Jacques Malenfant

Full Professeur in LIP6 (Computer Lab of Paris 6) and Vice-President of Pierre et Marie Curie University, Paris, France Jacques Malenfant holds a B.Sc. in computer science and mathematics and a M.Sc. in computer science from the Université Laval (Québec), as well as a Ph.D. from the Université de Montréal. He is currently full professor of computer science and vice-president for human resources at the Université Pierre et Marie Curie (Paris). Coming from a programming languages and software architectures background, he engaged in 2006 into a French initiative started by roboticists to foster collaborations between the software engineering and robotics research communities. These efforts laid the ground for the creation in 2015 of a French CNRS research network he is co-chairing which gathers the two French communities in annual conferences, called CAR and now SHARC, as well as regular workshops. He currently serves on the program committee of the IEEE Robotic Computing 2017 conference.

Title: Software Engineering meets Robotics: from common grounds to cross-fertilization

Abstract: Software engineering mainly developed during the ’80s and ’90s over the precepts of virtualization, abstraction from resources and little interest for interaction with the real world. In parallel, the real-time programming and especially the control architecture for robots research communities were developing against the challenges from resources shortage, cyber-physical programming constraints and the growing complexity of robotic software. Now, the two communities objectively rejoin, as fewer and fewer significant software today can ignore resources constraints, interactions with the physical world as well as control-theoretic issues. This talks aims at supporting this latter claim and building a common understanding between the two communities over their shared challenges and opportunities.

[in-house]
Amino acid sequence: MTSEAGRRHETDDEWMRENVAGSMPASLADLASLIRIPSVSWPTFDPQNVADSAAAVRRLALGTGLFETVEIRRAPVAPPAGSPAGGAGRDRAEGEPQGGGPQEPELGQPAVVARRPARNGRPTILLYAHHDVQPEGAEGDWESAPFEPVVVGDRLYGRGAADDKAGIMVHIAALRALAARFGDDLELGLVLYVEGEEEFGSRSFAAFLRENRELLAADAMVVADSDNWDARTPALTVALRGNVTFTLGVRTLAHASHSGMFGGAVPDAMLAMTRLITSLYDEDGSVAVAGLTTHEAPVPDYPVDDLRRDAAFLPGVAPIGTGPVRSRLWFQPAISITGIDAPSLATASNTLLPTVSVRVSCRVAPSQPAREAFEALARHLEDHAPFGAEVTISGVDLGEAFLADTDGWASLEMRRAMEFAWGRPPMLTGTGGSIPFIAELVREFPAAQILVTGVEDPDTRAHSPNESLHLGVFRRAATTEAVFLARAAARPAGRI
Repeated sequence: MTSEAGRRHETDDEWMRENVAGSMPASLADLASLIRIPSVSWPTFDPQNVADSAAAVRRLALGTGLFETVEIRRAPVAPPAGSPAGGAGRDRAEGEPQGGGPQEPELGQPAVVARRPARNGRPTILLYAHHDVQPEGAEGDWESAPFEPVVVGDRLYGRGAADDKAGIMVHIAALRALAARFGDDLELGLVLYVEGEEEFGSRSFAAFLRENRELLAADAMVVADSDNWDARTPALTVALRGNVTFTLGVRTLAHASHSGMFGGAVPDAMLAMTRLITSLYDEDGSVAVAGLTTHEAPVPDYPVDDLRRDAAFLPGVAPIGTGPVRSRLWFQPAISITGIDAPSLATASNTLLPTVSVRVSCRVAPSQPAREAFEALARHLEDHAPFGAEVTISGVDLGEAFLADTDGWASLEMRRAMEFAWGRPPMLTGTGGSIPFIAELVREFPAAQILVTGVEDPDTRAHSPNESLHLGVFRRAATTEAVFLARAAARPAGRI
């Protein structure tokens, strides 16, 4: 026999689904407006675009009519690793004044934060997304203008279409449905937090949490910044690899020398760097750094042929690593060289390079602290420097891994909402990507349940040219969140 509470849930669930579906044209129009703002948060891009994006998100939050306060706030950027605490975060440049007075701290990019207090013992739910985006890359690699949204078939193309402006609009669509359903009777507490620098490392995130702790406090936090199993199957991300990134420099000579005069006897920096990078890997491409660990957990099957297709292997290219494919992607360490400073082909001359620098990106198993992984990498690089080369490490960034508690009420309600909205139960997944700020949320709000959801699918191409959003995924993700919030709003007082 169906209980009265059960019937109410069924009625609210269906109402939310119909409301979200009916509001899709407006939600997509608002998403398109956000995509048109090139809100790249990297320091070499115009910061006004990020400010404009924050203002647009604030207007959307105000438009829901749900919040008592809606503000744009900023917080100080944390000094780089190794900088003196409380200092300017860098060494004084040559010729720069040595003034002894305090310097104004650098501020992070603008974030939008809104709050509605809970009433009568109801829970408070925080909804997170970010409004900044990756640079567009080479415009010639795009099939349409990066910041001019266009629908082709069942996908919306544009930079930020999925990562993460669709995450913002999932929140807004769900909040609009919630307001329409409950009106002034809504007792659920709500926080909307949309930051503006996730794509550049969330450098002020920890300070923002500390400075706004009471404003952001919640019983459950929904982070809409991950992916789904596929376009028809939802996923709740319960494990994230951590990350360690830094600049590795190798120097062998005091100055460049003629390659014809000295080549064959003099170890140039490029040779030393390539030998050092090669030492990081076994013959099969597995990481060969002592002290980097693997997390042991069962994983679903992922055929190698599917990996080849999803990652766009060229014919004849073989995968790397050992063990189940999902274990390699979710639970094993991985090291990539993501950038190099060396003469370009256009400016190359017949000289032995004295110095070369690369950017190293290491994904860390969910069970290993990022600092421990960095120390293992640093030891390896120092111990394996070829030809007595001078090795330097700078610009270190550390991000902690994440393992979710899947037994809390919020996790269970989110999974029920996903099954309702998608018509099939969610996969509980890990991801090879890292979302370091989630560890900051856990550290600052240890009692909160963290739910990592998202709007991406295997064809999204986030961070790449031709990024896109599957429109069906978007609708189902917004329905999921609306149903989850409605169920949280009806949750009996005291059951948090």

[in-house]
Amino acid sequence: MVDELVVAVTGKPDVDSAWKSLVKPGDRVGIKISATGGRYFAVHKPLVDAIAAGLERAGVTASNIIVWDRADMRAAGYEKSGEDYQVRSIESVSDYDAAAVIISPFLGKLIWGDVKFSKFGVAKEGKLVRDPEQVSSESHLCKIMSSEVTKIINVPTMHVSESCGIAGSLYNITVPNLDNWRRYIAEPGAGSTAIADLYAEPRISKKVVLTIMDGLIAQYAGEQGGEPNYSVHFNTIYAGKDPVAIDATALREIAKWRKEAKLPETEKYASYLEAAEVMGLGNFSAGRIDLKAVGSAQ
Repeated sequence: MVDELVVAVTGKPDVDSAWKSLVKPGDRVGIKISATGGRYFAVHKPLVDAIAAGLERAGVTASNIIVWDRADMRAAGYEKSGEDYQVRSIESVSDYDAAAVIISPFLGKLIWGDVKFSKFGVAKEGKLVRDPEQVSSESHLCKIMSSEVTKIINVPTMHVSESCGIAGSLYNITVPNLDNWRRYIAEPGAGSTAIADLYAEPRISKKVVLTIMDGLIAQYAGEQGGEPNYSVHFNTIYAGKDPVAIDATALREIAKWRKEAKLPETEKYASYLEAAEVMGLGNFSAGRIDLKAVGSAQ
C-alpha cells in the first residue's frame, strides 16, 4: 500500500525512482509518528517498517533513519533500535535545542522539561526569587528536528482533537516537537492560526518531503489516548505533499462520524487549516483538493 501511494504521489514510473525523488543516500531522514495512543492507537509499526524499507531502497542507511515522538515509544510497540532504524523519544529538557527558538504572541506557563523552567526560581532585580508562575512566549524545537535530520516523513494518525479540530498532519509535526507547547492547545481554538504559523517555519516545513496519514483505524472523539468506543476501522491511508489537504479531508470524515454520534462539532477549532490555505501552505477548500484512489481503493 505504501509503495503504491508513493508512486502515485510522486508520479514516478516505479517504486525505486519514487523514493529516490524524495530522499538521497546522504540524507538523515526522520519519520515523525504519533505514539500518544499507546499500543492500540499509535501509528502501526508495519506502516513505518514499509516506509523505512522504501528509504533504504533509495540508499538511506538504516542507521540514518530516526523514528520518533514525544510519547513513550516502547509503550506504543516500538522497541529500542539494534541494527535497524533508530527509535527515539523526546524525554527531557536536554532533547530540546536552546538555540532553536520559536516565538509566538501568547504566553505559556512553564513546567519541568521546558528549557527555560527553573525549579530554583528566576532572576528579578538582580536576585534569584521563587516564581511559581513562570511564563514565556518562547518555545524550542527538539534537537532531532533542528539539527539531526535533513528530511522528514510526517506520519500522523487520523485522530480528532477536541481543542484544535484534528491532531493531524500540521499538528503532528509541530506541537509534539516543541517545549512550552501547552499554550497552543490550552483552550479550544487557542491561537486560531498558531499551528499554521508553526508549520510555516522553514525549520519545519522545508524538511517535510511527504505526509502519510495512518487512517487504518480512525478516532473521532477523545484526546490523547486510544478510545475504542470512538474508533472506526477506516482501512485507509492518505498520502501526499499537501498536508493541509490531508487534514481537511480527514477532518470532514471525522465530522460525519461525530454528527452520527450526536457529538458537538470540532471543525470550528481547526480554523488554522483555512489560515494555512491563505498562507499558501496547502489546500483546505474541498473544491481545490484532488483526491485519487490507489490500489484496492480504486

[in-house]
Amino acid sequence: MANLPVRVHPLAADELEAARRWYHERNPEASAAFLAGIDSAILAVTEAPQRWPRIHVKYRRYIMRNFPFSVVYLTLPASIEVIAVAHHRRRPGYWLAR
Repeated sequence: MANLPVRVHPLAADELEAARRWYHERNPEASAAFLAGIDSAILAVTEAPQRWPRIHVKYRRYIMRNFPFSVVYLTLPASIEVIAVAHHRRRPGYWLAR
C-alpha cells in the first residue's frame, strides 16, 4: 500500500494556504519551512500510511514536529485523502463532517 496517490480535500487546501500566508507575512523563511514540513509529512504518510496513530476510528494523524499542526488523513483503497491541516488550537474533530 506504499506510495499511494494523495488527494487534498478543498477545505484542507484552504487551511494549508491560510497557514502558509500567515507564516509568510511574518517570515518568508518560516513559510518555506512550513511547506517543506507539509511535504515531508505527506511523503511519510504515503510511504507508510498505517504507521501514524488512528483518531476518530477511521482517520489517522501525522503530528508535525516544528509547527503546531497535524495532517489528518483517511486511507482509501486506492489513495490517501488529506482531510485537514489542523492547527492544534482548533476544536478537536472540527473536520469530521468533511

Javier Civera

Associate professor at the Robotics, Perception and Real-Time Group, University of Zaragoza, Spain. Javier Civera was born in Barcelona, Spain, in 1980. He received his Ph.D. degree in 2009, from the University of Zaragoza in Spain. He is currently an Associate Professor at the University of Zaragoza, where he teaches courses in computer vision, machine learning and control engineering. He has leaded or participated on more than 30 EU-funded, national and technology transfer projects related with vision and robotics. He has been funded for research visits to Imperial College (London) and ETH (Zürich). He has coauthored more than 30 publications in top conferences and journals, receiving around 2,100 references (GoogleScholar). Currently, his research interests are in the use of 3D vision, distributed architectures and learning algorithms to produce robust and real-time vision technologies for robotics, wearables and AR applications.

Title: Cloud Robotics: Outsourced Computation and Shared Data

Pieter Simoens